Hmmm, straightness, wha? - The Horse Forum
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post #1 of 5 Old 04-19-2010, 07:00 AM Thread Starter
Join Date: Feb 2010
Location: Bathurst, Australia.
Posts: 166
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Hmmm, straightness, wha?

Hard to explain what he does.

He wont walk straight, he will meander all over the 'arena' (it's cones set out in arena style on a paddock :P). He wont direct towards the cones, or walk straight along them, he always holds his neck at wierd angles, i think i need a video?

I think i need a video to show just what he does :S. He's been out of work for 2 years, so he has obviously been meanderign al over his fields. And i no it is not natural for horse to walk straight, what about trot? He hardly trots as it is, unless it's home, or with a couple bucking/rearing fits, then he'll trot for a couple metres, stop, and start. I know this also has to do with fitness, and carrying a riders wieght. But his straightness and the way he walks/trots with his neck bent is strange. Could he be unbalanced? and what tips could i have to fix this?

Will get a video, on wednesday? Perhaps?
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post #2 of 5 Old 04-19-2010, 03:39 PM
Join Date: Mar 2009
Location: State College, PA
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Without seeing it I would say get a vet/chiro/masseuse something to make sure he's not really out of whack and uncomfortable. Oftentimes when a horse stands for that long without being worked they can get muscled on one side and not the other or they can tweak a muscle or tendon in the pasture and it heals a little funny, etc. Just make sure that there's no little thing that's making him uncomfortable that would make learning and conditioning hard for him.

Then I would lunge him. If he's been out of work for that long he probably has very little muscle tone and if he's fighting you to trot then there's another underlying problem. A horse that can't bend can't get straight and I'm also betting he has steering issues and holes in his basic training somewhere. I would start a lunging program. Not just running him in circles until he gets tired though...Lots of changes of gait, direction, change of circle size, etc. Eventually add some side reins to make him use his neck and back. And start with 10-15 minutes at the walk and trot on a large circle and move up until you're working him for 30-45 mins at all 3 gaits on different size circles.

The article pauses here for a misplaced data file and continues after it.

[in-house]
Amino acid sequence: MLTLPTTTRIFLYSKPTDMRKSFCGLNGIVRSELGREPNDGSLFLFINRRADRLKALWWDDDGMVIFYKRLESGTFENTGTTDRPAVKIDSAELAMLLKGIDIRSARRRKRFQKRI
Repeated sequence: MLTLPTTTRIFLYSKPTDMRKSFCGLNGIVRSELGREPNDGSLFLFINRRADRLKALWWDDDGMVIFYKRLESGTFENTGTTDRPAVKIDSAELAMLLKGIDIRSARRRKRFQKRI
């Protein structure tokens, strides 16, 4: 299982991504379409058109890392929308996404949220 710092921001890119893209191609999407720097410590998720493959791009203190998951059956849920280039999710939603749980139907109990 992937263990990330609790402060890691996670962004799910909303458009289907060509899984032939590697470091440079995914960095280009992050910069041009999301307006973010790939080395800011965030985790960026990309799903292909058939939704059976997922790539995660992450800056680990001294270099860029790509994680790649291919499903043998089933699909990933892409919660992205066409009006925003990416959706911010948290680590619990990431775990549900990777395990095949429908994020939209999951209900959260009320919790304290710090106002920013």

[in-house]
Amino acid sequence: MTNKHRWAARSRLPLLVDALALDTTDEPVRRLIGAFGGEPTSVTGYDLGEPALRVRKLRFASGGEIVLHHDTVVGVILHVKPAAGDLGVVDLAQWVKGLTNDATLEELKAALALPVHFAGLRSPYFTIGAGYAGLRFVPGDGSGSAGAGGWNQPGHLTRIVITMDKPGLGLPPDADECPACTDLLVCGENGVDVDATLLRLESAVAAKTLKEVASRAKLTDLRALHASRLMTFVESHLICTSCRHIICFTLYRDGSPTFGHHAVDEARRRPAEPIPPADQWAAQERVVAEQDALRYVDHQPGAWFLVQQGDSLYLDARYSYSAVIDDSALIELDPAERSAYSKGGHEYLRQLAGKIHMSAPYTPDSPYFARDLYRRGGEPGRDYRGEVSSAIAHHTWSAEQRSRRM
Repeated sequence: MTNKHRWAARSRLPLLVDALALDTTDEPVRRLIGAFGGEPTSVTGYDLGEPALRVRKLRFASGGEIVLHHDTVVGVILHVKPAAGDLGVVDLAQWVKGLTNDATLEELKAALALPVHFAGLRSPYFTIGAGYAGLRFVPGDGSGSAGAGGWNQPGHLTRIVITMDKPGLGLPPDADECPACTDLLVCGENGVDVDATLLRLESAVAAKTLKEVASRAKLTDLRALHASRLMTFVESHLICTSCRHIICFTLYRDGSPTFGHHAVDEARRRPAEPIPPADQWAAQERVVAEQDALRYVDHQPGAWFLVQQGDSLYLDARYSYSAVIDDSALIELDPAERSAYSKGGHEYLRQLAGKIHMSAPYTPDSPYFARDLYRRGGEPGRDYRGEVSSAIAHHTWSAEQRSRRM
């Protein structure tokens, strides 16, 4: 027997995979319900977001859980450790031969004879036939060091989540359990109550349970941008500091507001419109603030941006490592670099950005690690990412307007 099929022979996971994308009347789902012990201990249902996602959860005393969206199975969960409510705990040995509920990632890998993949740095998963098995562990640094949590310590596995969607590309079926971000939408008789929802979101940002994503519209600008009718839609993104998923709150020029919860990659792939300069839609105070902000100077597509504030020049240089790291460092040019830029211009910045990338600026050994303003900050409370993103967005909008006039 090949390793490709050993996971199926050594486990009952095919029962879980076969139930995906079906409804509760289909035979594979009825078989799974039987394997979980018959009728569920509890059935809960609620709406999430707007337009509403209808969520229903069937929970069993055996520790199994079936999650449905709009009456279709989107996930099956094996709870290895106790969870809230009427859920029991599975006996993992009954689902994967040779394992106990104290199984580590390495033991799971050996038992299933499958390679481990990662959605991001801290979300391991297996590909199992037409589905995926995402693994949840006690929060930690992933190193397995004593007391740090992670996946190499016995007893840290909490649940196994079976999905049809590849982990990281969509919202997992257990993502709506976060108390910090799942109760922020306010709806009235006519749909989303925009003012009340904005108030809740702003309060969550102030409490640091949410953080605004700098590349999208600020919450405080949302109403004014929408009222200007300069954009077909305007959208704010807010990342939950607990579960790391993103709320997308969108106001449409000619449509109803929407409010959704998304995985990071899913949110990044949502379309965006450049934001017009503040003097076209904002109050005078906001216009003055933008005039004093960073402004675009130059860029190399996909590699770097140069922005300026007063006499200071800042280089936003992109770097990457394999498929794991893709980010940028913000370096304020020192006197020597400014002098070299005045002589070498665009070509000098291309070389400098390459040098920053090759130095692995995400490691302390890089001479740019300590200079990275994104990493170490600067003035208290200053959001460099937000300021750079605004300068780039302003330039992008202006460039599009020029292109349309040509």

If you don't know how to lunge for training and building muscle call some local trainers explain your situation and take a few lunging lessons. For less than $100 (generally) you can take a few lessons, get some good ideas on how to muscle your horse and make a friend out of a trainer (hopefully). It's a win-win and you won't be floundering in the dark with him. The other option is to rule out physical problems and send him to a trainers for a refresher/retraining session. Video of what he is doing will help us better understand your problem but it is hard to "train" someone online.
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post #3 of 5 Old 04-19-2010, 03:57 PM
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Location: Higgins, TX. YeeHaw!!
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Besides everything that NE said, how trained was this horse before he was turned out? In all honesty, some of his issues sound a lot like a horse that has had minimal training under saddle.

Always remember that feeling of looking at a big, open country over the ears of a good horse, seeing a new trail unwind ahead of you, and that ever-spectacular view from the top of the ridge!!! Follow my training blog:
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post #4 of 5 Old 04-20-2010, 12:42 AM Thread Starter
Join Date: Feb 2010
Location: Bathurst, Australia.
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He has no. health issues. We have had every thing we can think of done to him, it's got to be because he's been out of training.

We do not know his history past his last owner, he was rescued from a woman who got him and used to use every measure to make him work, beating him ect. He's been trained since a 3 y/o, and worked up till age 6, then turned out into a paddock.

He does have a dip in his hindquarters, the vertebrae, is there, just sunken down, the vets haave said it's not problem, but could cause him to have issues, because he has'nt come back into work, and when he trots, his hind legs cross infront of theselves at an angle. Which we believe could be to do with this, though he is 100% sound.

I really want to avoid lunging now as much as possible, i bought him 5 th of feb, and have basically lunged him from that day, because i did'nt have a saddle. I did ground work with him, trotting in hand ect. Which he does'nt have a problem with. I do know what to do with lunging though.

So we were considering the trainer, but yesterday he seemed alot better, i think he just needs to be reminded he cant go back to his paddock, and must work, instead of being naughty and doing what he can to go home.
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post #5 of 5 Old 04-20-2010, 04:33 PM
Join Date: Feb 2010
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What are you doing to guide him to where you want him to go?
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